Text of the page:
A couple of months ago, PNASProceedings of the National Academy of Sciences published an article demonstrating that aerobic exercise can increase the size of your hippocampus. Well, for those of you interested in growing your gray matter without breaking a sweat, this latest (unrelated) study is for you!
The study itself is refreshingly simple, as are the results. An ensemble of linguistics and brain researchers wanted to see if they could observe physical changes in the adult human brain as a result of learning new words. They were successful. For the study, several volunteers were taught a few new words to describe colors, and the researchers examined their brain structures by MRIMagnetic Resonance Imaging before and after the vocab lessons.
The volunteers were students at Beijing University. Presumably, they were all fluent in Mandarin, as the study was conducted in Mandarin Chinese. The students were shown four different colors – two were shades of green, and two were shades of blue (the colors in the picture below are extracted from the research paper). Over the course of five short sessions (2 hours total time spent) spread out over 3 days, the students were taught new names to use for each of the four colors. The new words were gibberish words – just single-syllable sounds that had no actual meaning in the Mandarin language.
As a side note – prior to the training, the students could distinguish between green and blue, even though they couldn’t verbally describe the more subtle difference between colors 1 and 2 (or between colors 3 and 4). The students were given a pre-test in which each of the four colors to be used was presented one at a time in random order, for a total of 10 times each. The students consistently identified shades 3 and 4 as “blue” and shades 1 and 2 as “green” – so everyone was in agreement about the basic difference between greens and blues.
By the end of the three days of lessons, the students were able to classify each color more precisely than “blue” or “green”. They could accurately and reproducibly identify each of the four colors by the specific made-up name that they’d been taught.
Effectively the students had acquired new linguistic tools for differentiating colors that they couldn’t clearly differentiate with language before. Though this isn’t groundbreaking, I think it’s kind of cool in itself. It touches on the principle of linguistic relativity (“Wharfianism”), which posits that a person’s grasp of language affects their world view. Perhaps a person who knows precise words for different shades of green somehow has a richer, more acute awareness of the color subtleties in jungle foliage.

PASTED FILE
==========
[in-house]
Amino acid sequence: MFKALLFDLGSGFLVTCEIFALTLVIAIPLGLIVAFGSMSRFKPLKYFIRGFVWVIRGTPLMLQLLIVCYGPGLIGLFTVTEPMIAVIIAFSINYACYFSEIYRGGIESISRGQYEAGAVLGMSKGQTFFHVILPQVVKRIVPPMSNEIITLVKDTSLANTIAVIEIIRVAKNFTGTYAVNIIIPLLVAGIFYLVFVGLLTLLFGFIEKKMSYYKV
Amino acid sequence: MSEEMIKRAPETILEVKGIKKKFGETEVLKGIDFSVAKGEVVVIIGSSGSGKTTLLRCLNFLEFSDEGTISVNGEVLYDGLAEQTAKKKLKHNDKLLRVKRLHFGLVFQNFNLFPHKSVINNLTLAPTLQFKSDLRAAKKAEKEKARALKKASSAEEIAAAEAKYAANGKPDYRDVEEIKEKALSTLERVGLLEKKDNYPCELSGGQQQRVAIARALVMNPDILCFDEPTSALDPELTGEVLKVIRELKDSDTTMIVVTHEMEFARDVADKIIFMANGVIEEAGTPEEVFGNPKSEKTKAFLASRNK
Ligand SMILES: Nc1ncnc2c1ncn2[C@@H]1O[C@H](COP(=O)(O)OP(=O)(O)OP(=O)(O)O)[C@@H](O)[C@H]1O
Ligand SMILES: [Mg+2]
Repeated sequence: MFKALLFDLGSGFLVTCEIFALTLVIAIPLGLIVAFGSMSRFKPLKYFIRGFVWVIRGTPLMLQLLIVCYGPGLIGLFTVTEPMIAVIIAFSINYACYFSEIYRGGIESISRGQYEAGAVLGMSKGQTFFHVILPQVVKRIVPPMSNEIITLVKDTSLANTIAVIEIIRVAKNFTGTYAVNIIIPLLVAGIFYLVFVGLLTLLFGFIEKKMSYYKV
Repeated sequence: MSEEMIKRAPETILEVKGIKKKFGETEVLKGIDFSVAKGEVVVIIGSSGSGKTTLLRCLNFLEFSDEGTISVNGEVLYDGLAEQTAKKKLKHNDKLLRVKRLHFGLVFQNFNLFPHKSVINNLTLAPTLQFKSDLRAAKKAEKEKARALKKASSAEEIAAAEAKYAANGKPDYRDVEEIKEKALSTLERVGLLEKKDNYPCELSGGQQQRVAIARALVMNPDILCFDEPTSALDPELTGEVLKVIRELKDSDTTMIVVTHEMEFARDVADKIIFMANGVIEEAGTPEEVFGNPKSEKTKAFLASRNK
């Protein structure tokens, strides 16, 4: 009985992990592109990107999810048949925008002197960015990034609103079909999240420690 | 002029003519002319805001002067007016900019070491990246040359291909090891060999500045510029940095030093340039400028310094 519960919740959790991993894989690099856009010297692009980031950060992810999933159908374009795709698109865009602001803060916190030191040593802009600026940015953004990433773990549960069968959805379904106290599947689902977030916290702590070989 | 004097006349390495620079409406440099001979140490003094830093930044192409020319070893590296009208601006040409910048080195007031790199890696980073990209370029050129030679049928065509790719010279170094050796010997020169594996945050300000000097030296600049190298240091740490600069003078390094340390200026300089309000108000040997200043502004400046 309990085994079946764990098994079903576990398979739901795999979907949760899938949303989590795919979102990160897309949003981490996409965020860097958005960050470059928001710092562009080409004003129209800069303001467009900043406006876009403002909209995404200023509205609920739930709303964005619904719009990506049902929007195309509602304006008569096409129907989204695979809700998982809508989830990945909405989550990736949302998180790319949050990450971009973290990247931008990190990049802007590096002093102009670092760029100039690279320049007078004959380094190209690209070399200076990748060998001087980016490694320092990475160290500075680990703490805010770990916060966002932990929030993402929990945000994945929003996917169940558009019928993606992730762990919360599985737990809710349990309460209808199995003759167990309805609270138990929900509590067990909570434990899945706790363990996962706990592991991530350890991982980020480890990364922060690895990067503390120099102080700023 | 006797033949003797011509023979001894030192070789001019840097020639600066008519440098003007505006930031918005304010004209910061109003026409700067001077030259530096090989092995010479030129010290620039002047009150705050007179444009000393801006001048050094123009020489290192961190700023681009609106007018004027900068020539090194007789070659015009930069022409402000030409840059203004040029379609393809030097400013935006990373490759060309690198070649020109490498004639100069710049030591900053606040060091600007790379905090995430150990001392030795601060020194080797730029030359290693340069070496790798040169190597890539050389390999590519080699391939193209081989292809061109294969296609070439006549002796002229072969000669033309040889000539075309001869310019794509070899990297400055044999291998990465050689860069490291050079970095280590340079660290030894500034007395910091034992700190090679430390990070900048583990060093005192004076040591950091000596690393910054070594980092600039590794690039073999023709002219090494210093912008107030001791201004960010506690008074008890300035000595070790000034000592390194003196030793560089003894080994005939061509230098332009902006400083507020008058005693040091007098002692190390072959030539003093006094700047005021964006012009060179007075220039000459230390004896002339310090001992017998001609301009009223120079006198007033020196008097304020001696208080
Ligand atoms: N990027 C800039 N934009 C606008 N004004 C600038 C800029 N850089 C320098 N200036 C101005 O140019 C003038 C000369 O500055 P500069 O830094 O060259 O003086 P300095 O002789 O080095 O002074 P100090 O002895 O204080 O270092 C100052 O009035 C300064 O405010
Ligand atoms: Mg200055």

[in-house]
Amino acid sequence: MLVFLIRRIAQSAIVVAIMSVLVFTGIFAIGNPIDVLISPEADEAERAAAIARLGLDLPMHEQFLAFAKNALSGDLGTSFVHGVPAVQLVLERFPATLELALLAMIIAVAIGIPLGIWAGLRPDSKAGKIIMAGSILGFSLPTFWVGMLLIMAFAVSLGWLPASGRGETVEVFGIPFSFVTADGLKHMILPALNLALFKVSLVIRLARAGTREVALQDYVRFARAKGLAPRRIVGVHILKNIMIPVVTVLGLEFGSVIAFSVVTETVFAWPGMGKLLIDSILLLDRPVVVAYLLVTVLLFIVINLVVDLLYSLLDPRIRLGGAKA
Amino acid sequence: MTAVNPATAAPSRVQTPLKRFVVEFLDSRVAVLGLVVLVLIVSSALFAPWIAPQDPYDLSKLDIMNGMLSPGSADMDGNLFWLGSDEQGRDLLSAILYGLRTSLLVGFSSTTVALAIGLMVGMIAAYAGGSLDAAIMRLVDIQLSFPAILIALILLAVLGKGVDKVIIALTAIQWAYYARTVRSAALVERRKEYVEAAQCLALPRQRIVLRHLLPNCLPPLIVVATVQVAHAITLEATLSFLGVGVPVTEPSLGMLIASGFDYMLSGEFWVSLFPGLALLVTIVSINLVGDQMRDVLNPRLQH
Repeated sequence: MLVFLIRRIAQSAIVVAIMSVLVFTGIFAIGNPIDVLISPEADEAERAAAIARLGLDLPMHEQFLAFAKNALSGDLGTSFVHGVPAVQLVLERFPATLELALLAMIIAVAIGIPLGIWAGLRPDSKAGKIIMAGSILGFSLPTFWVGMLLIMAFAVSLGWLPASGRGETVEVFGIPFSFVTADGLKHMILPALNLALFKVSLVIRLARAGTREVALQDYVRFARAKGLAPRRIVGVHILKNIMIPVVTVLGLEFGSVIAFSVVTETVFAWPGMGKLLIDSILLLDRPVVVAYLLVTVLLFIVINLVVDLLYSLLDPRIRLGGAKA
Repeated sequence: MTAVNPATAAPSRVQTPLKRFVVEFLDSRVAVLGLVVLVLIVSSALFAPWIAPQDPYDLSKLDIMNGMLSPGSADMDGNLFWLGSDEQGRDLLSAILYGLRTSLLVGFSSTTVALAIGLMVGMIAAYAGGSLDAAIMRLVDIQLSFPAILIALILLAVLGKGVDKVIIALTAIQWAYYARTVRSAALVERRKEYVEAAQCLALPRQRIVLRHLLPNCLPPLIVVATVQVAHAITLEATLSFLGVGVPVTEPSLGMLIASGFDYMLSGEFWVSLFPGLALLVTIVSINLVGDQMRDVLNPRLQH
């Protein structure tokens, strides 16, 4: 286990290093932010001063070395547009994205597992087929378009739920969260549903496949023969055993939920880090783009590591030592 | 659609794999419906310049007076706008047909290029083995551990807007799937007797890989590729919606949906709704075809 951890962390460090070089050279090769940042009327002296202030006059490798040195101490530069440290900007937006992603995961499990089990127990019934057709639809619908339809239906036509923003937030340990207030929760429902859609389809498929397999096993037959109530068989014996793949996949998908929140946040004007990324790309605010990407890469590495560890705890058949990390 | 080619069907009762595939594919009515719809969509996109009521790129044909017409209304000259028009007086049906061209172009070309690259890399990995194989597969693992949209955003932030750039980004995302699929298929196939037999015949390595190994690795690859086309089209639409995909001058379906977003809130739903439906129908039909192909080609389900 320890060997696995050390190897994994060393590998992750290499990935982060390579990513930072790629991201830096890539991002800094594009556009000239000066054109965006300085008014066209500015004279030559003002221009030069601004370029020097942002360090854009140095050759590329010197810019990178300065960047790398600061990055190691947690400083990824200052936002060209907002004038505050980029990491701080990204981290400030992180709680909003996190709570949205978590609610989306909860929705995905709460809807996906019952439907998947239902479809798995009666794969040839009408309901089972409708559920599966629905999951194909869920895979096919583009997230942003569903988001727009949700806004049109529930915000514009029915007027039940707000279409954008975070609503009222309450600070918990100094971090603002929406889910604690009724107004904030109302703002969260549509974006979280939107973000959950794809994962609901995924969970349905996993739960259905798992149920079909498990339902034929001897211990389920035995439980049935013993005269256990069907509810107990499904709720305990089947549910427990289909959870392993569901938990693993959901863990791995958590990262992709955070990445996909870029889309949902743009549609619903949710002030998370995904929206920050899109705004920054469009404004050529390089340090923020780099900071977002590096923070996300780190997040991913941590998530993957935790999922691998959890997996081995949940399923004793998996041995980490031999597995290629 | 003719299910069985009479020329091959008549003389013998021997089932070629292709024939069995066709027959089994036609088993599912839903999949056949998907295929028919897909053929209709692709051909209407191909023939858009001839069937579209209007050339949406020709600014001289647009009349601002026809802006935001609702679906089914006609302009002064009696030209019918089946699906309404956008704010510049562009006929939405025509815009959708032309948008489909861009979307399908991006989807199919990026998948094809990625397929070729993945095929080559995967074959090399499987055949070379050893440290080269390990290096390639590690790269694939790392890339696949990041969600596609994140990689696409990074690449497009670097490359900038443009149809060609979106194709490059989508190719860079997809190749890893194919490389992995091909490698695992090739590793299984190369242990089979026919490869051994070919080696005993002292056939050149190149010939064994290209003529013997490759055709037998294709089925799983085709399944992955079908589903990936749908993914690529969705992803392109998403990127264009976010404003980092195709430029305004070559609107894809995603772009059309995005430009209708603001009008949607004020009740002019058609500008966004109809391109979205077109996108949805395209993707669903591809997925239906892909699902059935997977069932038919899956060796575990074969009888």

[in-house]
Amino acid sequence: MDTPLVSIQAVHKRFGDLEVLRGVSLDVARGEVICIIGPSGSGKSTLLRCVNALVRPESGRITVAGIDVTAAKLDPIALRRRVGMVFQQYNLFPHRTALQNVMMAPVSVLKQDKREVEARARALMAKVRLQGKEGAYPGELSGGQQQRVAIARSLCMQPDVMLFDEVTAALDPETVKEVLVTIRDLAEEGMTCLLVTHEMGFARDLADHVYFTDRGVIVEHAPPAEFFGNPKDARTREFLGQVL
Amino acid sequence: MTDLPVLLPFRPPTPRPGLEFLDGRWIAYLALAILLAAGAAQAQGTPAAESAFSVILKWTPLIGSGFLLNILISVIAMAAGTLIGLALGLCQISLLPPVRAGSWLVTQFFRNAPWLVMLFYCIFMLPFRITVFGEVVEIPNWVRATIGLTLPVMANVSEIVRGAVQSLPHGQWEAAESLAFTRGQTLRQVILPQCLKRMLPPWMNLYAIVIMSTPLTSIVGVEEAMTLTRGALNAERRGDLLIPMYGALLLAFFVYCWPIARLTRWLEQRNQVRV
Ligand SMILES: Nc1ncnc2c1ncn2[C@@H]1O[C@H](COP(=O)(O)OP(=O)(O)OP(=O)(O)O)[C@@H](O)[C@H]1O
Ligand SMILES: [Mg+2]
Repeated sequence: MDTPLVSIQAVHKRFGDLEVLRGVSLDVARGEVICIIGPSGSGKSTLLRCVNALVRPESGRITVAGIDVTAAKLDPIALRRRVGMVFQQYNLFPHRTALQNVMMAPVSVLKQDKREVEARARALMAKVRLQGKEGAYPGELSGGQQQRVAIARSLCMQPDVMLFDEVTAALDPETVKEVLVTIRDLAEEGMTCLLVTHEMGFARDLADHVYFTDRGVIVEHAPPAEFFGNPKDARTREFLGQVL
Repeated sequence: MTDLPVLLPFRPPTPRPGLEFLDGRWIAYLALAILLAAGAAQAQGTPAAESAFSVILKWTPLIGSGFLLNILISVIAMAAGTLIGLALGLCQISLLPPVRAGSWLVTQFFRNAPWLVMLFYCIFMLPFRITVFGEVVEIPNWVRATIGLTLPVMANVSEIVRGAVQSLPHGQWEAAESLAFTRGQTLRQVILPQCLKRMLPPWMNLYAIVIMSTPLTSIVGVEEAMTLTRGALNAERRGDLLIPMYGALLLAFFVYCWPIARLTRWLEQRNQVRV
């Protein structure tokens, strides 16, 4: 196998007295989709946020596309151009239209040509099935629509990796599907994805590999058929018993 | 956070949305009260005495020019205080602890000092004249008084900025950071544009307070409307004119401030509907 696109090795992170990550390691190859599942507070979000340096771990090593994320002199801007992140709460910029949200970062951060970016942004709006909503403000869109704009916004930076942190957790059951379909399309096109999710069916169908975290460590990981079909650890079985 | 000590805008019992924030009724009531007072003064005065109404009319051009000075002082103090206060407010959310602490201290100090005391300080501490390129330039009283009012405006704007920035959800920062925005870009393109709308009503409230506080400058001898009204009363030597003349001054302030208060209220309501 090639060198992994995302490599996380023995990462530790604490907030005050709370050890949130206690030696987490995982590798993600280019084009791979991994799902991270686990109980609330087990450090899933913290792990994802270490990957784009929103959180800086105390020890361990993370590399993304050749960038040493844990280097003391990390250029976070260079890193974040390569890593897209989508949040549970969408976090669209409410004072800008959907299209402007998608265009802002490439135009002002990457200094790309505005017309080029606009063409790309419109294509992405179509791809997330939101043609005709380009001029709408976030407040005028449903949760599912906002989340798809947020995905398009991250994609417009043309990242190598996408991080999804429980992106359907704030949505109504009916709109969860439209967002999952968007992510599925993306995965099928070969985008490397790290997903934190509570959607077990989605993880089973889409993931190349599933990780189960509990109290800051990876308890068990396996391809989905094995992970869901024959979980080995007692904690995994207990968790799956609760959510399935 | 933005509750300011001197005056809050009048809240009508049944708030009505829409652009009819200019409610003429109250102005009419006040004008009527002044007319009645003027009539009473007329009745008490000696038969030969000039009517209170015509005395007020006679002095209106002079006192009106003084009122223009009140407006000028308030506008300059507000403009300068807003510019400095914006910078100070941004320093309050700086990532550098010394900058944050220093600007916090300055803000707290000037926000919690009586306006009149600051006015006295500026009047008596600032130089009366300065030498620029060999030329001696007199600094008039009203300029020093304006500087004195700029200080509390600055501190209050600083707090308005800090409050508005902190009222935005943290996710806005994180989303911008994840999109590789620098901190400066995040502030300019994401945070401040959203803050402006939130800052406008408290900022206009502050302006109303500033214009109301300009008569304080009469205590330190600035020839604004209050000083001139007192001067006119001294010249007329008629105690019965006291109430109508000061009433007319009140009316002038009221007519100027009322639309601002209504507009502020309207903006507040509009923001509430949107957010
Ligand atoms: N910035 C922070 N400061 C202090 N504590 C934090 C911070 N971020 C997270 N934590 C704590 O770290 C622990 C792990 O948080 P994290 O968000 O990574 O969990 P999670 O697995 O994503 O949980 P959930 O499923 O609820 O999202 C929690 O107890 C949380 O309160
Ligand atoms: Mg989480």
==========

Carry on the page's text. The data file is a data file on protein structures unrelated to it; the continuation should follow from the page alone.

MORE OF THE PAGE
But the more important result is that MRI brain scans actually revealed a statistically significant increase in gray matter volume in certain regions of the brain – one small area in the cerebellum and one in the visual cortex (an area known to be related to color perception). This is kind of stunning – the idea that just four new vocab words, learned over three days, can cause a detectable increase in brain volume.
So if your hippocampus is already big enough, or you don’t feel like going to the gym, try learning all of these Crayola crayon colors instead. I recommend wisteria, sunglow, and mauvelous. I’m sure it also wouldn’t hurt to try your hand at differentiating between color subtleties – for that, this is a fun test.
Though this study and its results were simple, it provoked several questions for me – some relevant, some just tangential. If anyone has any thoughts on these I’d be curious to hear!
(1) Is the increased gray matter in the noted brain regions accompanied by a decrease in gray matter in other regions? I mean, the change in volume is quite small, but still, your skull can only hold so much brain.
(2) Can a person make up their own words for things – say, for complex emotions – that don’t already have specific names and, by doing so, improve their ability to deal rationally and productively with said emotion? (Back to the linguistic relativity thing.)
(3) If this study was conducted in America with native English-speakers, would it require different shades of blue and green? Though the Chinese students all agreed that colors 1 and 2 were green and 3 and 4 were blue, I’m really not sure that I would consistently call color #3 “blue” if it was presented to me several times on a computer screen against a gray background (as was done in this paper):
The color looks a little green to me.
Kwok, V., Niu, Z., Kay, P., Zhou, K., Mo, L., Jin, Z., So, K., & Tan, L. (2011). Learning new color names produces rapid increase in gray matter in the intact adult human cortex Proceedings of the National Academy of Sciences DOI: 10.1073/pnas.1103217108